Webinar 3 in the Seminar on Robotics for rehabilitation and elderly care seminar series.

By Prof. Zlatko Matjači, Professor of Biomechanics, University of Ljubljana, Slovenia, Head of R and D Unit, University Rehabilitation Institute, Republic of Slovenia on 15 February 2021

Abstract: Ability to adequately maintain dynamic balance during walking is an essential task in human locomotion which is in most cases impaired after stroke. We developed a robot that enables application of perturbing pushes to the pelvis during walking. Experimental studies in neurologically intact subjects have shown that balancing responses to perturbing pushes greatly vary with speed of walking as well. Zlatko Matjačić obtained PhD in electrical engineering from University of Ljubljana, Slovenia. Currently, he is the Head of Research and Development Unit at University Rehabilitation Institute, Republic of Slovenia. He is also a Full Professor of Biomechanics at University of Ljubljana, Slovenia. From 1998 to 2001 he was with Center for Sensory-Motor Interaction, Aalborg University, Denmark. His research interests include human motion analysis and synthesis, biomechanics, and rehabilitation robotics. He has led several national and international research projects related to rehabilitation of movement. He holds eleven international patents, two of them were commercialized as standing balance training device “Balance Trainer” and walking balance training device “E-go”(www.thera-trainer.de). His group has in the last decade developed several rehabilitation robots for neurorehabilitation of goal-directed upper extremity movement and for neurorehabilitation of walking. The work of his research group is strongly oriented into transfer of basic science into viable practical approaches and devices with the view of deployment in clinical practice. Dr. Matjačić received “The Jožef Stefan Golden Emblem Award” for outstanding contributions made to science in doctoral thesis (2000) as well as prestigious Slovenian national “Puh Award” for excellence in transferring new scientific findings into innovative products (2012).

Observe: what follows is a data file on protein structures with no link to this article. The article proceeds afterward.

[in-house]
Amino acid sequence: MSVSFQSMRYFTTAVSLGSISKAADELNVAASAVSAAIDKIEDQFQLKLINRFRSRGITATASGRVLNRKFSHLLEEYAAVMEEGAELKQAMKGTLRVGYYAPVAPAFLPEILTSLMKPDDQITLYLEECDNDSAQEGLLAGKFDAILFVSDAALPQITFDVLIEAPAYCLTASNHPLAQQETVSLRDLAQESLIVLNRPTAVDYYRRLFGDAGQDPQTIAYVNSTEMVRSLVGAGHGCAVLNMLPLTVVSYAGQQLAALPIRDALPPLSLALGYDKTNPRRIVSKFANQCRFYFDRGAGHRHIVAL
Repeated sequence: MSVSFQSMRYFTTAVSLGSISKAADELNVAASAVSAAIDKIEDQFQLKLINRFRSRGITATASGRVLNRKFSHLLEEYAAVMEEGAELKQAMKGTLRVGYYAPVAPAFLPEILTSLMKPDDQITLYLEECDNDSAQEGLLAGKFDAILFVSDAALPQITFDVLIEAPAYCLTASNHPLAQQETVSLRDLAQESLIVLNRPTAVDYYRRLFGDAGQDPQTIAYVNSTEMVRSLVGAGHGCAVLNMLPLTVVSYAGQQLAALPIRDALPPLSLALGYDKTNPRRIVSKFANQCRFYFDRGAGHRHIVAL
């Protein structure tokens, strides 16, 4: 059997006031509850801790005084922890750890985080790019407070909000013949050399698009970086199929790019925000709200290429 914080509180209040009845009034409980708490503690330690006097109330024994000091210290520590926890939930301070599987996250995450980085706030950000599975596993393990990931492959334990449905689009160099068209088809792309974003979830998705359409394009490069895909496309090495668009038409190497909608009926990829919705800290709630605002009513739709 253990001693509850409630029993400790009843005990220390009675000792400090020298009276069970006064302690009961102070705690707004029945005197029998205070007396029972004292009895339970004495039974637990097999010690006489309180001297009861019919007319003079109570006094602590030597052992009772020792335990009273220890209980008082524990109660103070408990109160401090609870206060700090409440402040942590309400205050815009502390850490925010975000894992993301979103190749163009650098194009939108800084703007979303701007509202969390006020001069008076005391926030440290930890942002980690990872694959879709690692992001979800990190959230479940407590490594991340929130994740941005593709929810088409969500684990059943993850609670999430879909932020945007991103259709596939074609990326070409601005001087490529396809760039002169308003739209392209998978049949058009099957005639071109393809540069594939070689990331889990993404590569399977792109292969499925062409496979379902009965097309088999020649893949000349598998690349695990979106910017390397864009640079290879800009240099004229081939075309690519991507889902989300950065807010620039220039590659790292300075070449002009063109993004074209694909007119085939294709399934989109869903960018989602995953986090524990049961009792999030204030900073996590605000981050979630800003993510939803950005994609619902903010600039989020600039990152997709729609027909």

The recording is available below: